JPSS-1 Launch scheduled with this morning was scrubbed, and can try a later date.

Even though the students were disappointed, they understood it had become better to hang about until it is possible securely. Student Project Director, Debbie Jackson spoke concerning the launch and the choice to scrub it for the time being:

About 50 Embry Riddle College students gathered at 2 AM Tuesday morning to look at the launch of the new National Oceanic and Atmospheric Administration (NOAA) satellite, aimed to enhance longer-term weather forecasting. That Joint Polar Satellite System 1 (JPSS-1) seemed to be transporting 5 CubeSats, one of these was created by Embry Riddle students. Regrettably, in the last second, the launch was scrubbed. 

The ERAU CubeSat continues to be nicknamed the EagleSat. ERAU explains it here:

NASA reports that you will see another attempt to produce Wednesday morning, at 2:47 AM, Prescott time. 

Selected by NASA during Spring 2012 like a 1U CubeSat, it’s a mainly student-run extracurricular project. Students that thinking about getting involved were employed to assist using the project.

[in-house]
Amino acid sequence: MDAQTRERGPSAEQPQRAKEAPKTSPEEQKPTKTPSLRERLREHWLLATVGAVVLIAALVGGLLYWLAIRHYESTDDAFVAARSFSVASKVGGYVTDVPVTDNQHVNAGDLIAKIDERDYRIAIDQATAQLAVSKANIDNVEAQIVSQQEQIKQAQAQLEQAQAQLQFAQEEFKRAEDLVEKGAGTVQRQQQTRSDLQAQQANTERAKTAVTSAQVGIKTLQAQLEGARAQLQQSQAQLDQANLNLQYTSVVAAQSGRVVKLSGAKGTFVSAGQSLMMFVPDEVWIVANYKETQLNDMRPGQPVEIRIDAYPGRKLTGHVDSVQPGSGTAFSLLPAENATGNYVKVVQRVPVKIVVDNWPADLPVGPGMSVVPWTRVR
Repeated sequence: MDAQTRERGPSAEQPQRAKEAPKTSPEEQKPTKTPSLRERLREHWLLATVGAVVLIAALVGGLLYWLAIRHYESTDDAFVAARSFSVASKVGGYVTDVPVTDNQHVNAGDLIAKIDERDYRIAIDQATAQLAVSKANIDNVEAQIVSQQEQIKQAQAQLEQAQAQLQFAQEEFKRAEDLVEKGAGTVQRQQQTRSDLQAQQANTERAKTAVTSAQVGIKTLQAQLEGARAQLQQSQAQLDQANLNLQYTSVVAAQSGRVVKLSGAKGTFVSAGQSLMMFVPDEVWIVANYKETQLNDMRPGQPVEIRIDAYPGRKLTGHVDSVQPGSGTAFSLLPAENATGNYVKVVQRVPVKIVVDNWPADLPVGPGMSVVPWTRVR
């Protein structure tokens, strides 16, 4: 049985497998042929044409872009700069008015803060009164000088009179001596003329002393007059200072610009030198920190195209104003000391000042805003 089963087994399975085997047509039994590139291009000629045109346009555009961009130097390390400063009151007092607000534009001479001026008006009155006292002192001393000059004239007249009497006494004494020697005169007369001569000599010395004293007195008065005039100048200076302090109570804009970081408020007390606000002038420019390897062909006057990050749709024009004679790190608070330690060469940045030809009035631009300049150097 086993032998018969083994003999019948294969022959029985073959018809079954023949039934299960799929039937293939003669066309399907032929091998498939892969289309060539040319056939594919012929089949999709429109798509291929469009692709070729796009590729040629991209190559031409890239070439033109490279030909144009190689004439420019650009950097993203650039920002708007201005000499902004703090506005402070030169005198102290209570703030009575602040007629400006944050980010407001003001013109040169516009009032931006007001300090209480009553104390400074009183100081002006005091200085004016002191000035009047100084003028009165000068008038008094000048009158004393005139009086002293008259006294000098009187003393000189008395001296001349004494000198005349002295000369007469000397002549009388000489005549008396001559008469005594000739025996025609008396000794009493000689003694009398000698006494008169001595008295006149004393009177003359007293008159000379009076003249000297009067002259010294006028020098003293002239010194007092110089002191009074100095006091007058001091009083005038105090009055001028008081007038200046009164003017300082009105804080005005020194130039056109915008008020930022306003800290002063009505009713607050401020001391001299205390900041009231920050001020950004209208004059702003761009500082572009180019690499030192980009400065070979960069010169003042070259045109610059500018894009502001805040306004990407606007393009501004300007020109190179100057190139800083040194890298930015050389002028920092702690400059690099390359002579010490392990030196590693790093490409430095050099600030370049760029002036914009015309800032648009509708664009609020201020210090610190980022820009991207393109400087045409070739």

“The Bald eagle Sitting is really a research and style lab for that Bald eagle Sitting space grant project. The very first cubesat design is to produce a test bed to evaluate the degradation of information around the current solid condition memory devices used today for example flash memory, SD cards, memory sticks, etc. It’s been hypothesized the radiation belt within the upper atmosphere in our planets could destroy these units capability to store information really and we will test that. The cubesat has additionally been outfitted having a Gps navigation device so our students can track the degradation from the orbit of the satellite. There’s a great deal of space debris circling our world and never expensive is been aware of how lengthy these objects will remain there. Hopefully having a known mass, launch altitude, and trajectory we are able to learn a little more about these objects orbiting our world in low earth orbits. Once launched the satellite ground station on campus can talk to this satellite for nine minutes every single day because it passes over mind.”

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